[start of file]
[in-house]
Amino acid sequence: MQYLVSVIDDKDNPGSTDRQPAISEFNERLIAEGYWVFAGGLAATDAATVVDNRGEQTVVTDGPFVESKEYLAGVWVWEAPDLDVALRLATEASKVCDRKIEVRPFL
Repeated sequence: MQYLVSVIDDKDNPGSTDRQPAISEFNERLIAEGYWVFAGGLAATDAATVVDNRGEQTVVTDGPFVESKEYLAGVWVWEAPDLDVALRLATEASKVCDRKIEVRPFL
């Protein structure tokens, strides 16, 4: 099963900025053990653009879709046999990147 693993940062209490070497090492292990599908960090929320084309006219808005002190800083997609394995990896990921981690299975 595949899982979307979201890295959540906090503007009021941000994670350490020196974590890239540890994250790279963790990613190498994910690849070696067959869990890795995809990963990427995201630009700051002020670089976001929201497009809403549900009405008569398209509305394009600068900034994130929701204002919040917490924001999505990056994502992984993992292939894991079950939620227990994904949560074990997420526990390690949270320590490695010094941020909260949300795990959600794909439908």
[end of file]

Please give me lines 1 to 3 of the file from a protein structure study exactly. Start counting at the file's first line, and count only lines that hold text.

[in-house]
Amino acid sequence: MQYLVSVIDDKDNPGSTDRQPAISEFNERLIAEGYWVFAGGLAATDAATVVDNRGEQTVVTDGPFVESKEYLAGVWVWEAPDLDVALRLATEASKVCDRKIEVRPFL
Repeated sequence: MQYLVSVIDDKDNPGSTDRQPAISEFNERLIAEGYWVFAGGLAATDAATVVDNRGEQTVVTDGPFVESKEYLAGVWVWEAPDLDVALRLATEASKVCDRKIEVRPFL